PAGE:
background image

Significato Journal
Subscribe to our FREE E-Newsletter!
 
Normal Version Print Version

Au Revoir Les Enfants

Apr 29, 2011

Au Revoir Les Enfants

Posted by Kimmy Sophia Brown

Movie watching is a funny thing. There are so many new films I plan to watch such as current Academy Award winning films or those of the past two or three years. And yet when I peruse the possibilities on Netflix, I discover there are so many older movies that I always meant to watch but never did. Au Revoir Les Enfants is among them

This film is based on the childhood experiences of director Louis Malle. As an eleven-year old boy he attended a Catholic boarding school in France during World War II. In this sensitive and understated film, the main character, Julien, attends school with his older brother, Francois. Unbeknownst to the students, the principal of the school, Pere Jean, (based on the real life priest, Father Jacques de Jésus), decides to hide three Jewish boys among the students.

Of course, Julien dislikes Jean Bonnet, the one who is assigned to sleep in the bed next to his. Julien lashes out at Jean on several occasions, including when Jean’s superior skill with the piano is shown in a scene with the radiant actress, Irene Jacob, who plays a small role as the music teacher.

The two boys finally end up forming a friendship when they become separated from the other students while playing a game of “Capture the Treasure” in the woods. Walking back to the school, German soldiers pick them up and return them to the priests. Jean is visibly terrified even though the soldiers are not unkind to them during the incident.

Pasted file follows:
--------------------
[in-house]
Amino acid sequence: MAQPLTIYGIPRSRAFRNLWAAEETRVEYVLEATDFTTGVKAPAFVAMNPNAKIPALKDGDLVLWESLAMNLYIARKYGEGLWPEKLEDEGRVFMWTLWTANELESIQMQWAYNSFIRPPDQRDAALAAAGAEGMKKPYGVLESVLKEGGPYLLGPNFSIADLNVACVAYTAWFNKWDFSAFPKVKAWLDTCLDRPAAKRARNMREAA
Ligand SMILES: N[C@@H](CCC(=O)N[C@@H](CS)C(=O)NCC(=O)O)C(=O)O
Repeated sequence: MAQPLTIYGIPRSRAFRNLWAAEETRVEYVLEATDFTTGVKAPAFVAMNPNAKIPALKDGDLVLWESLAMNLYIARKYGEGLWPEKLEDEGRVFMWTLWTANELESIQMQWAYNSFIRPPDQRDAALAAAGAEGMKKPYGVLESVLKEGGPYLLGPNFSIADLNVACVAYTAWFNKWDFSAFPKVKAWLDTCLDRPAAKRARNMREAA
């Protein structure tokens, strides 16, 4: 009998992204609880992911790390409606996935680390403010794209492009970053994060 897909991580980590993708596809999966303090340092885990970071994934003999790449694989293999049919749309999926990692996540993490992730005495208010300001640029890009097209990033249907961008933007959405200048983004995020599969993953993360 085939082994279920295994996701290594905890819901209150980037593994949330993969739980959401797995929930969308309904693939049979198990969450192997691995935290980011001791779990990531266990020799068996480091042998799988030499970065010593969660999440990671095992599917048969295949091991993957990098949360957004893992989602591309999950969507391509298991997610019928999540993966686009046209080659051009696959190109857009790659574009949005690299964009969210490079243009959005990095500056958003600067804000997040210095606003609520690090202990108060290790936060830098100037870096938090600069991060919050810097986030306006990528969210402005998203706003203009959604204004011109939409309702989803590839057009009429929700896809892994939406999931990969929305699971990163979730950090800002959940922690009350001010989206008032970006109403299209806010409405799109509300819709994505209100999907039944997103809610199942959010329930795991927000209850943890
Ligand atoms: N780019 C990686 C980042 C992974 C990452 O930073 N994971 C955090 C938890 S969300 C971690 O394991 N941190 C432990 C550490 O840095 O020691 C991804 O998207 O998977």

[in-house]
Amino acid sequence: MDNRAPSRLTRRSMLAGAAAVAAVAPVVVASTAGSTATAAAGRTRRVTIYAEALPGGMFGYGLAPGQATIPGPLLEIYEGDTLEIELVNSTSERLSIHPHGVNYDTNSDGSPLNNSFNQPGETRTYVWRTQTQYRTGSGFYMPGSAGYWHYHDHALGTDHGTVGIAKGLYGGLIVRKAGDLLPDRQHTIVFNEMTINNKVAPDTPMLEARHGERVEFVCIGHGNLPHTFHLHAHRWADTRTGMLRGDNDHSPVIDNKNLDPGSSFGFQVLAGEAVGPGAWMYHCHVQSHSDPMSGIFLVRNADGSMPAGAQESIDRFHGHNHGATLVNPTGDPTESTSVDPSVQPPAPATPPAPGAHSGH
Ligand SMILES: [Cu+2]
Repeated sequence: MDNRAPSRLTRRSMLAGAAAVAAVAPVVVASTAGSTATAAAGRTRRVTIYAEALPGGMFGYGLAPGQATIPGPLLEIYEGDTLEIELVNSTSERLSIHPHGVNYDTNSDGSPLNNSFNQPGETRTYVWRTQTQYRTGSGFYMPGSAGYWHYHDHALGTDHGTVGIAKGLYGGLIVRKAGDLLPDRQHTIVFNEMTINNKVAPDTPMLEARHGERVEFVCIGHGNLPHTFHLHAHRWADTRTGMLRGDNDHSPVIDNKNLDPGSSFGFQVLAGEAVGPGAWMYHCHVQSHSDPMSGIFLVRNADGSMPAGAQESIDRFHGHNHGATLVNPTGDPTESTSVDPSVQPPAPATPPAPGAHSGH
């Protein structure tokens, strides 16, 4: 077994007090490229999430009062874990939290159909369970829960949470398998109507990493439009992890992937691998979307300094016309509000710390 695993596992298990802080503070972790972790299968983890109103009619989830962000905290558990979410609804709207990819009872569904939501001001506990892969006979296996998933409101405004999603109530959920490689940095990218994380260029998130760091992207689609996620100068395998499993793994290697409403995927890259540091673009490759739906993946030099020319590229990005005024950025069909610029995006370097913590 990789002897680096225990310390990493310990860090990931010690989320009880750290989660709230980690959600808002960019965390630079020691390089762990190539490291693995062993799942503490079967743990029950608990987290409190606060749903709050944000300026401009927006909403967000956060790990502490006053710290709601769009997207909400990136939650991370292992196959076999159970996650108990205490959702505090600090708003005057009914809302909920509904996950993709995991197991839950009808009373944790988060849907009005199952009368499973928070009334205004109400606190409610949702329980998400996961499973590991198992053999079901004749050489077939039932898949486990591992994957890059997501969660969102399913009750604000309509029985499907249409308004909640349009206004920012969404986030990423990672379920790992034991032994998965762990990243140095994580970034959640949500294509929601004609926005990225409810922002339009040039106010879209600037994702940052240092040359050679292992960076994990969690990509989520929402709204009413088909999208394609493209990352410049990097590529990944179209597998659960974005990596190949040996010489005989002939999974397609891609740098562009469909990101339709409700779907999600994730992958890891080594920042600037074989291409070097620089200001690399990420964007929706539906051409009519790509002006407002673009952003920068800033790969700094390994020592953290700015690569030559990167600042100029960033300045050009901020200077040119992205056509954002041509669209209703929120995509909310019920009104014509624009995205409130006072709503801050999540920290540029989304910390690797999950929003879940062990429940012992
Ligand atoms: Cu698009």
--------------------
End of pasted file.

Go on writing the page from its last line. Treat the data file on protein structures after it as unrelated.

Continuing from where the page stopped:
Eventually the Gestapo come to the school and find and arrest the three Jewish boys and Pere Jean. In the final narration we learn that the boys died at Auschwitz and Pere Jean died at Mauthausen concentration camp, which was the real fate of the people depicted in the film.

What never ceases to amaze me are the powers of observation and acute memory of some children. So many of the books and films about childhood suffering that we find most moving are based on the real experiences of their authors. For example, Charlotte Bronte and Charles Dickens wrote of the cruelty of English boarding schools with the vivid realism that could have only stemmed from traumatic memories.

I recently saw an interview with writer and professor, Camille Paglia, who spoke with concern about the current generation who seems to be so present-era centered. Modern young people have little historic perspective and often have an attitude of entitlement regarding their own rights and have little awareness of what young people (or anyone) suffered in previous generations. I highly recommend the viewing of this film along with others of the same genre including Robert Benigni’s 1997 film, Life is Beautiful and George Steven’s 1959 film based on the play, The Diary of Anne Frank.

Watching movies isn’t the same as studying history books, but it does provide an emotional impact that the dryness that textbooks tend to deliver. Without direct depiction of violence or depravity this film manages to powerfully convey the horror of war.

Did you like what you read?

If so, leave a Tip, below, and join the ranks of our Renaissance Patrons!
>> Read More about becoming a Renaissance Patron

Standard
Patron
Contribution

Select Amount on the Next Page

Recurring Patron
Contribution


Select a Monthly Amount from the
DropDown List Below


Recurring Patron Levels



(Comments are moderated and must be approved.)
comments powered by Disqus

More Headlines of Interest

“The Epiphany of Zebediah Clump”
Watch our first film right here.
logo
Feel good about life and feed your soul some vittles...
from the columns and essays of Significato.
Transport your soul...
by curling up with a short story or poem.
Increase your bliss and nourish your soul...
with tidbits on nature, music, books, films, health and writings from bygone days.
Feel good about life...
Become a Significato Journal Renaissance Patron
Programming
Liquid Web Dedicated Servers
Help end child hunger